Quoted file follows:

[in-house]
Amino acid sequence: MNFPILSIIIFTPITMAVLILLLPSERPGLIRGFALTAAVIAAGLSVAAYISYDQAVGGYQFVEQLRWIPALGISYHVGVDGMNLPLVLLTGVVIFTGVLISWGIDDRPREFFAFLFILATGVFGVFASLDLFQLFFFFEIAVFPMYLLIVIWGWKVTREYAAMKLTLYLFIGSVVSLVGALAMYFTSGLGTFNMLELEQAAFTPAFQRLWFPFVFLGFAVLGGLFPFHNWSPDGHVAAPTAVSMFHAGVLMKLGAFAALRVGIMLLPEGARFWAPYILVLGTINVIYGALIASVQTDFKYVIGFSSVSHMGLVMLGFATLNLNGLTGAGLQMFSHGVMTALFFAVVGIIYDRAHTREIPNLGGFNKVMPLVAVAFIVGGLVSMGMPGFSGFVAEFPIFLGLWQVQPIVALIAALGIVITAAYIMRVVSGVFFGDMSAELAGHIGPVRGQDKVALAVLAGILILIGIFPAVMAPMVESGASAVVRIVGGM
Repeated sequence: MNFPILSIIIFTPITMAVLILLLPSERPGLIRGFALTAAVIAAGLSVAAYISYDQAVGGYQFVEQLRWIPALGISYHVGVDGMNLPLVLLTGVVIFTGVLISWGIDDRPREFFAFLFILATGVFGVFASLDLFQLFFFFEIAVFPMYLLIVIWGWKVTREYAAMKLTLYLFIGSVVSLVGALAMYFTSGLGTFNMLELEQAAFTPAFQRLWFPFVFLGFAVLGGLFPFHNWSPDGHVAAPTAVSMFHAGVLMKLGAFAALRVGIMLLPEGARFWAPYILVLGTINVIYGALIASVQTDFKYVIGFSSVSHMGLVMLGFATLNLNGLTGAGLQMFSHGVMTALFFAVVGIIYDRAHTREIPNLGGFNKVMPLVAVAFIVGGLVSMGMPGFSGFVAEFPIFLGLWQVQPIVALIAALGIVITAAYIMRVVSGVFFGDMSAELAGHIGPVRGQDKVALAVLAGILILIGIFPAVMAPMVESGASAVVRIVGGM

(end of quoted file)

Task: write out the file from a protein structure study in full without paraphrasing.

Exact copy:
[in-house]
Amino acid sequence: MNFPILSIIIFTPITMAVLILLLPSERPGLIRGFALTAAVIAAGLSVAAYISYDQAVGGYQFVEQLRWIPALGISYHVGVDGMNLPLVLLTGVVIFTGVLISWGIDDRPREFFAFLFILATGVFGVFASLDLFQLFFFFEIAVFPMYLLIVIWGWKVTREYAAMKLTLYLFIGSVVSLVGALAMYFTSGLGTFNMLELEQAAFTPAFQRLWFPFVFLGFAVLGGLFPFHNWSPDGHVAAPTAVSMFHAGVLMKLGAFAALRVGIMLLPEGARFWAPYILVLGTINVIYGALIASVQTDFKYVIGFSSVSHMGLVMLGFATLNLNGLTGAGLQMFSHGVMTALFFAVVGIIYDRAHTREIPNLGGFNKVMPLVAVAFIVGGLVSMGMPGFSGFVAEFPIFLGLWQVQPIVALIAALGIVITAAYIMRVVSGVFFGDMSAELAGHIGPVRGQDKVALAVLAGILILIGIFPAVMAPMVESGASAVVRIVGGM
Repeated sequence: MNFPILSIIIFTPITMAVLILLLPSERPGLIRGFALTAAVIAAGLSVAAYISYDQAVGGYQFVEQLRWIPALGISYHVGVDGMNLPLVLLTGVVIFTGVLISWGIDDRPREFFAFLFILATGVFGVFASLDLFQLFFFFEIAVFPMYLLIVIWGWKVTREYAAMKLTLYLFIGSVVSLVGALAMYFTSGLGTFNMLELEQAAFTPAFQRLWFPFVFLGFAVLGGLFPFHNWSPDGHVAAPTAVSMFHAGVLMKLGAFAALRVGIMLLPEGARFWAPYILVLGTINVIYGALIASVQTDFKYVIGFSSVSHMGLVMLGFATLNLNGLTGAGLQMFSHGVMTALFFAVVGIIYDRAHTREIPNLGGFNKVMPLVAVAFIVGGLVSMGMPGFSGFVAEFPIFLGLWQVQPIVALIAALGIVITAAYIMRVVSGVFFGDMSAELAGHIGPVRGQDKVALAVLAGILILIGIFPAVMAPMVESGASAVVRIVGGM